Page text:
PCBs are man-made chemicals used in industrial and commercial applications. They’ve been linked to a number of adverse health effects in humans and animals, the release says, and while they were banned more than 40 years ago, they can still be released into the environment from poorly maintained hazardous waste sites. Prior research by Bernhard Hennig, a professor in the university’s Department of Animal and Food Sciences, found a connection between PCBs and cardiovascular disease. Pan Deng, a postdoctoral researcher working in Hennig’s lab, is continuing his research with a study that found that nutrients including fiber reduced PCB toxicity in multiple organ systems, including gut microbiota, liver, and vasculature.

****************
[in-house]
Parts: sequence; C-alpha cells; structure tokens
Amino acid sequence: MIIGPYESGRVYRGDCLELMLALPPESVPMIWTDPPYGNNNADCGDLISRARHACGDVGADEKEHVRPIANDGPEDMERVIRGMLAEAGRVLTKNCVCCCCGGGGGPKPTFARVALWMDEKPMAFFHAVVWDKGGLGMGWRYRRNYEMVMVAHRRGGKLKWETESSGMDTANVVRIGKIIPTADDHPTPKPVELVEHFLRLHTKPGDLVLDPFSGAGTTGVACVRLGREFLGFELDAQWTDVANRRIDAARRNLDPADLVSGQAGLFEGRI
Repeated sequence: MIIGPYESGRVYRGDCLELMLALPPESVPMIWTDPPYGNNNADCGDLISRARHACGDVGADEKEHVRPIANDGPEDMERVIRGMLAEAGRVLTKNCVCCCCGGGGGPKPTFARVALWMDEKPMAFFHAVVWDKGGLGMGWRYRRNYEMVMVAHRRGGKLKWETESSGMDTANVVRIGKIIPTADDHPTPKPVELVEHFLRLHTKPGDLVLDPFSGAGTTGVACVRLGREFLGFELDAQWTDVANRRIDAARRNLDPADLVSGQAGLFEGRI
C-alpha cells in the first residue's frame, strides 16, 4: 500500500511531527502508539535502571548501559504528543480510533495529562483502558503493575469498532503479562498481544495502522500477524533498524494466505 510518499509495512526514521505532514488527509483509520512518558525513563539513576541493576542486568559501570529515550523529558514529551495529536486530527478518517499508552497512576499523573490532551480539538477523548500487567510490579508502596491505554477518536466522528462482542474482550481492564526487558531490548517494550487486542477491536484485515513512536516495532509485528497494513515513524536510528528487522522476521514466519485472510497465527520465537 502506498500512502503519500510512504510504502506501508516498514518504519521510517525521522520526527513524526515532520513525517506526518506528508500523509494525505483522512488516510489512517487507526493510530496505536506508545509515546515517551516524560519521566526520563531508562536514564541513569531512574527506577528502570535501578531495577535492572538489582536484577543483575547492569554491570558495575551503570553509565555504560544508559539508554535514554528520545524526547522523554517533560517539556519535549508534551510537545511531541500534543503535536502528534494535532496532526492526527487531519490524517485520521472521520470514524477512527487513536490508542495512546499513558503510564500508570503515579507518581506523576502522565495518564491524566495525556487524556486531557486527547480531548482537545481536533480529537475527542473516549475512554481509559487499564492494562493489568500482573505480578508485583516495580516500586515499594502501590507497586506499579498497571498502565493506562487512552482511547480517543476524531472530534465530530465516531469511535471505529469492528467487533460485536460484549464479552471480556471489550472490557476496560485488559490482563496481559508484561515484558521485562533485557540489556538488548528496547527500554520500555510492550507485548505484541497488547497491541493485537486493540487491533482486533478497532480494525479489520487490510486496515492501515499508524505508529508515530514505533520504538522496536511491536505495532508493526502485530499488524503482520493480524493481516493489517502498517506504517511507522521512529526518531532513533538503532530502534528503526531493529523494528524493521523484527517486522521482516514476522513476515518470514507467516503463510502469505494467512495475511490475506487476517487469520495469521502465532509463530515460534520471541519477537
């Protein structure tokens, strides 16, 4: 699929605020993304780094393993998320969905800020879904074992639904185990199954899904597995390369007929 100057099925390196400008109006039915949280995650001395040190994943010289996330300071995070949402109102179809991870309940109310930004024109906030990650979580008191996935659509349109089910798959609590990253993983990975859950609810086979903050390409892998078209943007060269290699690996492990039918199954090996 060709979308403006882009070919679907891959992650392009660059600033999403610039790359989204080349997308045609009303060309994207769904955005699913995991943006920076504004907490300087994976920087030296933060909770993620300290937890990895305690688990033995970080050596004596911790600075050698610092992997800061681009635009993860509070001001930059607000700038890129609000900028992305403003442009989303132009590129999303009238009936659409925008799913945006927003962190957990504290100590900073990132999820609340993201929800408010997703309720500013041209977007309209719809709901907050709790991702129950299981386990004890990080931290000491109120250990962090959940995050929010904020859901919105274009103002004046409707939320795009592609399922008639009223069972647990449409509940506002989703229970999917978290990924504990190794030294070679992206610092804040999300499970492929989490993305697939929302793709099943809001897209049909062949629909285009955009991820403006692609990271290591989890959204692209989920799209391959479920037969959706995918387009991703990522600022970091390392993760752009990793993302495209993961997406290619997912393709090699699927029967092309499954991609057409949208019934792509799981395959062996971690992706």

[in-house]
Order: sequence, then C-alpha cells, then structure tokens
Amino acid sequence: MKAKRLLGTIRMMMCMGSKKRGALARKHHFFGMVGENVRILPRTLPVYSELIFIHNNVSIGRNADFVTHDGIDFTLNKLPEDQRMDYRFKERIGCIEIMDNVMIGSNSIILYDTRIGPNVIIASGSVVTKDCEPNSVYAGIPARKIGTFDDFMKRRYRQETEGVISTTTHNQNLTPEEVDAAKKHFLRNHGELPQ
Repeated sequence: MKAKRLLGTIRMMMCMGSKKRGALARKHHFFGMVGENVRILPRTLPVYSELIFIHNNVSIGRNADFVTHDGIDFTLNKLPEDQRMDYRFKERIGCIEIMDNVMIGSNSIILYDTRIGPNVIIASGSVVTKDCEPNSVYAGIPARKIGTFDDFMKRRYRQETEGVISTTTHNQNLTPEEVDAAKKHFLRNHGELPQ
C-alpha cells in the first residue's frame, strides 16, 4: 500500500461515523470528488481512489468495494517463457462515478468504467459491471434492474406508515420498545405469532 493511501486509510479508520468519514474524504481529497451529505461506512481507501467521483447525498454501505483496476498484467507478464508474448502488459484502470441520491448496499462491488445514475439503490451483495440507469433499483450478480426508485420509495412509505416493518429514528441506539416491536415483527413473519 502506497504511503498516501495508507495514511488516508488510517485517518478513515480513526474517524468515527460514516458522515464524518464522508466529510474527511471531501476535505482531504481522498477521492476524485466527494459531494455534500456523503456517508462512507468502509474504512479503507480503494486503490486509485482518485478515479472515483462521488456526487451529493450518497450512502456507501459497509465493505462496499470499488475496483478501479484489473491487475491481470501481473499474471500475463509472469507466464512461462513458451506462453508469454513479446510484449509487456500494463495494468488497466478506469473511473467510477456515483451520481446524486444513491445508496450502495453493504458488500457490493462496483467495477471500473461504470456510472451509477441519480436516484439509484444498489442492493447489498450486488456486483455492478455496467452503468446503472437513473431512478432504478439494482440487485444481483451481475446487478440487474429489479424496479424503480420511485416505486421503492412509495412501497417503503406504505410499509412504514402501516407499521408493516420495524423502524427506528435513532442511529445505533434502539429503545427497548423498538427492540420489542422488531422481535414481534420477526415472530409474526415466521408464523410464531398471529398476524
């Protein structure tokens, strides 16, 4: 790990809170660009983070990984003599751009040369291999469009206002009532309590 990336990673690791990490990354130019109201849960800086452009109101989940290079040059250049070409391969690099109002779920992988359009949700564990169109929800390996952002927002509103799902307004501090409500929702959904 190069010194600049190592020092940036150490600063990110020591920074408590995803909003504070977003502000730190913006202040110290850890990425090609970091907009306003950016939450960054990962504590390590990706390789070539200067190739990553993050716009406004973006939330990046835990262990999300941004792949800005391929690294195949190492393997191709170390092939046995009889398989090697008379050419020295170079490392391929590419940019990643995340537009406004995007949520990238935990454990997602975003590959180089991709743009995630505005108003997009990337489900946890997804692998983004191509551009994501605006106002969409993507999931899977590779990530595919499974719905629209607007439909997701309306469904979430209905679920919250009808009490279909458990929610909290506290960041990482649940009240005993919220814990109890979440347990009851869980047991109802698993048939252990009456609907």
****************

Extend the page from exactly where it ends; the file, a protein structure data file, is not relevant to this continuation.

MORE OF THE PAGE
Related: Keys to a Healthy Heart Feed Your Happiness: What Your Microbiome Wants How We Eat Impacts How We LiveDeng’s field of research is called metabolomics, and it examines how metabolites within a cell, tissue or biofluid of an organism respond to external stressors—in this case the toxic exposure from PCBs. Deng checks levels of nutrients and pollutants in the cells through liquid and gas chromatography testing. The process is called metabolic profiling.
“Using animal models, we found that eating a high-fiber diet can prevent pollutant-induced cardiovascular disease," Deng said in the release. "This finding may lead to nutritional and therapeutic interventions in people who are exposed to PCBs.”
The EPA has designated thousands of contaminated sites in the U.S. as Superfund sites, where hazardous waste has been improperly managed.